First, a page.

Former Freddie Mac CEO Richard Syron and other executives serving during his tenure failed to escape a pending case filed by the Securities and Exchange Commission over subprime mortgages.
In the initial complaint, the SEC alleged that Syron and former senior executives Patricia Cook and Donald Bisenius violated anti-fraud provisions of U.S. securities laws by failing to accurately represent Freddie Mac’s subprime mortgage portfolio and the GSE’s overall exposure to riskier mortgages denoted as ‘subprime’ to investors, according to court records.
Syron and Cook both moved to get the claims against them dismissed.
In response, U.S. District Court Judge Richard Sullivan dismissed a minor part of the case against the two executives, while keeping the meat of the SEC’s case against the former GSE leaders alive.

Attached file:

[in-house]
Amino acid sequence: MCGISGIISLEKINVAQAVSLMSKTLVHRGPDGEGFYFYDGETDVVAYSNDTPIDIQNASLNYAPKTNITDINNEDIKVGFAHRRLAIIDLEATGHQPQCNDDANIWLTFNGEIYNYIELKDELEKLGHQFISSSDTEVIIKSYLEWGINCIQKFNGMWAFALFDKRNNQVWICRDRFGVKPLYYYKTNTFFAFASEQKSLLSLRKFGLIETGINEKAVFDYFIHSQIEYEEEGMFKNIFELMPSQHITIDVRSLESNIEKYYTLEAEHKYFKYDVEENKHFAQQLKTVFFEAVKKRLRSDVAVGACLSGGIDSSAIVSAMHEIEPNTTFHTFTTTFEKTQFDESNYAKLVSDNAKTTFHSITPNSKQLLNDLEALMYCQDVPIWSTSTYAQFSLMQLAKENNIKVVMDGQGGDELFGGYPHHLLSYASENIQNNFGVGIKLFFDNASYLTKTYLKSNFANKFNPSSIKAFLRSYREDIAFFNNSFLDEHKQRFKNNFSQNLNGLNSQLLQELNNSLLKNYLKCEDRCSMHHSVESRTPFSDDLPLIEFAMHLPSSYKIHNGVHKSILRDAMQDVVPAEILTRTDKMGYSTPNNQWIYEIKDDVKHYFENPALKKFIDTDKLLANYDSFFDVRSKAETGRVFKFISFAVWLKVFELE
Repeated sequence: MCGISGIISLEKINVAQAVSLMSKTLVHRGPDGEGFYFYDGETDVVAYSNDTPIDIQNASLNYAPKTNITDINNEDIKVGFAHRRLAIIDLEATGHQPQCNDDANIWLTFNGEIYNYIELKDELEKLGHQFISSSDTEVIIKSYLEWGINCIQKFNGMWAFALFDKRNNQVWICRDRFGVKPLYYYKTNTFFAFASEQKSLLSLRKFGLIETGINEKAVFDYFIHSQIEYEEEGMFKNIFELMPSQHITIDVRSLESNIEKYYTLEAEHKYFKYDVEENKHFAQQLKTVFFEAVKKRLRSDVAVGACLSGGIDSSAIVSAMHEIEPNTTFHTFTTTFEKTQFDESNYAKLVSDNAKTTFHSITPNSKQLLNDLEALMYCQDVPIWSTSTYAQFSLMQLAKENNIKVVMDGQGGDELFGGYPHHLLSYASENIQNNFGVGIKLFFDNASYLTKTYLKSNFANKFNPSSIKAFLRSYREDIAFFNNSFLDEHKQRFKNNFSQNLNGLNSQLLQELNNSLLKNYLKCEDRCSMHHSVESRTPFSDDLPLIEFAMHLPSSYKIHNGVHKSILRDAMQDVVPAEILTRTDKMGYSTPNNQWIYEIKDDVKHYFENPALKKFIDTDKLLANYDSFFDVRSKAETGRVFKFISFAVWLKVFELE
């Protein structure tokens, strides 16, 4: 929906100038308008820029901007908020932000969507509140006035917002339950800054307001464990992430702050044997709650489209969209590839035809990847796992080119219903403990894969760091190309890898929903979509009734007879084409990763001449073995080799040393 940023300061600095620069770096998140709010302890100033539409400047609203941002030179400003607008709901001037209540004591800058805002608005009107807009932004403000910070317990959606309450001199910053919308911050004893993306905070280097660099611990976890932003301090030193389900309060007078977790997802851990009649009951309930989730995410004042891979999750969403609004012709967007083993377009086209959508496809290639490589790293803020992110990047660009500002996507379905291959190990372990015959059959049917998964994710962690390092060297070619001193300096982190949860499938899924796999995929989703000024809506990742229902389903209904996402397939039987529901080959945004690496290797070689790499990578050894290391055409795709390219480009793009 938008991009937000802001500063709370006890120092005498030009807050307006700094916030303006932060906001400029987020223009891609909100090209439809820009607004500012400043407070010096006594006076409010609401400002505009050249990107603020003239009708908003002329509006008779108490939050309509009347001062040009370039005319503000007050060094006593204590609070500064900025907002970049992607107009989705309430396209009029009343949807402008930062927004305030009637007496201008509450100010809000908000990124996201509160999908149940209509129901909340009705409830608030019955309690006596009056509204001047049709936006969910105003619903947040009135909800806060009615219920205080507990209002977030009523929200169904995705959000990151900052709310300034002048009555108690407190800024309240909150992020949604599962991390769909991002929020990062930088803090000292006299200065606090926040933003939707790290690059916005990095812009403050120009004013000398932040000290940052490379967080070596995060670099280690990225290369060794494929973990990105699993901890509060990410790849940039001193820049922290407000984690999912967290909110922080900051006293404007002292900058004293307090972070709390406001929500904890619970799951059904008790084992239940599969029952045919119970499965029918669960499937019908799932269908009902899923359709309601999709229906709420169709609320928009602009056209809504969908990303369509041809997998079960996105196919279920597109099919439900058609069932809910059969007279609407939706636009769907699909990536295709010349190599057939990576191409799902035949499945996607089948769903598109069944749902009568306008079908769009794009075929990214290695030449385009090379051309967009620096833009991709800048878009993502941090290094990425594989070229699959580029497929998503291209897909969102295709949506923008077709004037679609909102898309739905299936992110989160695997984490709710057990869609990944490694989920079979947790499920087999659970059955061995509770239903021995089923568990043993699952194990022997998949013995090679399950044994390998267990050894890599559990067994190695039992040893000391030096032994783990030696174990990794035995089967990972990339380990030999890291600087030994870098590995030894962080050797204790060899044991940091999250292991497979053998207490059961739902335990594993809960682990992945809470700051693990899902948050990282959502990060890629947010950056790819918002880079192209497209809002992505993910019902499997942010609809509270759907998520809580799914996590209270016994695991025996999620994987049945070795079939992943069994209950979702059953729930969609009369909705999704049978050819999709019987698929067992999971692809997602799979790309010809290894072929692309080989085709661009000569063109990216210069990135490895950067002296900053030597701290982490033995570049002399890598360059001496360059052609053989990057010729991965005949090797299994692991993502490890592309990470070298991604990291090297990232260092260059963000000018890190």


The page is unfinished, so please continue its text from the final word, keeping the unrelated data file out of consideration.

One claim related to Section 17(a)2 of the Securities Exchange Act was thrown out after the judge determined the SEC failed to allege Syron and Cook obtained money in connection from stock offerings tied to the subprime mortgages in question.
Yet, the hook of the case was kept alive with the court holding that “the SEC has sufficiently alleged that Freddie Mac’s disclosures and Syron and Cook’s statements misrepresented the extent of single-family’s exposure to subprime loans.”
The court’s decision outlines several instances when the SEC alleges it was clear the executives knew the extent of Freddie Mac’s subprime exposure.
One event occurred as early as May 2006 when “Syron and Cook attended meetings of Board Committees,” the court decision said.
During those meetings “attendees were (allegedly) told that Freddie Mac was purchasing higher-risk loans and loosening underwriting standards,” court records suggest.
The SEC claims the former executives misled investors about the company’s subprime mortgage exposures between the dates of March 23, 2007 and Aug. 6, 2008.